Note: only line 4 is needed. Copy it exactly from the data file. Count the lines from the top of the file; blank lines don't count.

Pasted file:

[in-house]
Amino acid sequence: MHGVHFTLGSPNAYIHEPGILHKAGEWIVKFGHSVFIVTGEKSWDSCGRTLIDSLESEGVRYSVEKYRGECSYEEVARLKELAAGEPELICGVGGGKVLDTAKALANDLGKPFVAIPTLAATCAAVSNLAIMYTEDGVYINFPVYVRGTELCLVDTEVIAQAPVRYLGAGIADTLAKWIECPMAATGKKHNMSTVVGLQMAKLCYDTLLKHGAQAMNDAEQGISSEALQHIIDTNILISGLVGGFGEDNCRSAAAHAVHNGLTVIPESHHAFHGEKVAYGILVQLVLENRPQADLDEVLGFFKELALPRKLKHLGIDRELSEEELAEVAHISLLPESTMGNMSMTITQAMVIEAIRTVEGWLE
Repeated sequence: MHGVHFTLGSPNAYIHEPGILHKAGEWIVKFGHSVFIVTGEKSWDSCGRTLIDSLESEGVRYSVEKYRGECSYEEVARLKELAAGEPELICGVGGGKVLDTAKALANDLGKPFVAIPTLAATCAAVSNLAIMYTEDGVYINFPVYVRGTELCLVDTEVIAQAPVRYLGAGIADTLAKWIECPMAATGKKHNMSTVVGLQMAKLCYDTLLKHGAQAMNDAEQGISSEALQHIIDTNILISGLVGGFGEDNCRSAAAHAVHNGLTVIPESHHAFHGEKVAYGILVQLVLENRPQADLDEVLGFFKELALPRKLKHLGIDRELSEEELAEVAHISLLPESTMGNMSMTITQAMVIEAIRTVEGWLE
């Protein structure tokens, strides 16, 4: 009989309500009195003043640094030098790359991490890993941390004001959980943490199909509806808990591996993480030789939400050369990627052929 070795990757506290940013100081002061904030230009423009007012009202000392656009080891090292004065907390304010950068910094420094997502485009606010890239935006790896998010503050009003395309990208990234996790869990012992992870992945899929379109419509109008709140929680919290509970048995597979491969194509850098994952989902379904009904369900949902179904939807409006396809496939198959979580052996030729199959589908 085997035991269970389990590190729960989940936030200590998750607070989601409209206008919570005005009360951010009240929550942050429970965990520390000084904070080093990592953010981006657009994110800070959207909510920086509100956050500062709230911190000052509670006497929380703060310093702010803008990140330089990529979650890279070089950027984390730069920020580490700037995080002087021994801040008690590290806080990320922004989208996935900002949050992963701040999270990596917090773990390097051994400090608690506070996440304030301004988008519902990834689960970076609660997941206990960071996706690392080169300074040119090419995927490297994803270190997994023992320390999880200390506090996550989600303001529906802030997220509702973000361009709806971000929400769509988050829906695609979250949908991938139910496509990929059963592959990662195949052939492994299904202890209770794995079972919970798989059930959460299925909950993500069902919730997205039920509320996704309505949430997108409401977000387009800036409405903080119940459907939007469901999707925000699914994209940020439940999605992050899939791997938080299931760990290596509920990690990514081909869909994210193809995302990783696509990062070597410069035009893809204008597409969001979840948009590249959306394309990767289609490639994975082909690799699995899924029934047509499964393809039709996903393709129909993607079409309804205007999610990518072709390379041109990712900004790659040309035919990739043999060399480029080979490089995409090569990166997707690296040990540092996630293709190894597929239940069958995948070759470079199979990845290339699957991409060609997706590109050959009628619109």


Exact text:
């Protein structure tokens, strides 16, 4: 009989309500009195003043640094030098790359991490890993941390004001959980943490199909509806808990591996993480030789939400050369990627052929 070795990757506290940013100081002061904030230009423009007012009202000392656009080891090292004065907390304010950068910094420094997502485009606010890239935006790896998010503050009003395309990208990234996790869990012992992870992945899929379109419509109008709140929680919290509970048995597979491969194509850098994952989902379904009904369900949902179904939807409006396809496939198959979580052996030729199959589908 085997035991269970389990590190729960989940936030200590998750607070989601409209206008919570005005009360951010009240929550942050429970965990520390000084904070080093990592953010981006657009994110800070959207909510920086509100956050500062709230911190000052509670006497929380703060310093702010803008990140330089990529979650890279070089950027984390730069920020580490700037995080002087021994801040008690590290806080990320922004989208996935900002949050992963701040999270990596917090773990390097051994400090608690506070996440304030301004988008519902990834689960970076609660997941206990960071996706690392080169300074040119090419995927490297994803270190997994023992320390999880200390506090996550989600303001529906802030997220509702973000361009709806971000929400769509988050829906695609979250949908991938139910496509990929059963592959990662195949052939492994299904202890209770794995079972919970798989059930959460299925909950993500069902919730997205039920509320996704309505949430997108409401977000387009800036409405903080119940459907939007469901999707925000699914994209940020439940999605992050899939791997938080299931760990290596509920990690990514081909869909994210193809995302990783696509990062070597410069035009893809204008597409969001979840948009590249959306394309990767289609490639994975082909690799699995899924029934047509499964393809039709996903393709129909993607079409309804205007999610990518072709390379041109990712900004790659040309035919990739043999060399480029080979490089995409090569990166997707690296040990540092996630293709190894597929239940069958995948070759470079199979990845290339699957991409060609997706590109050959009628619109």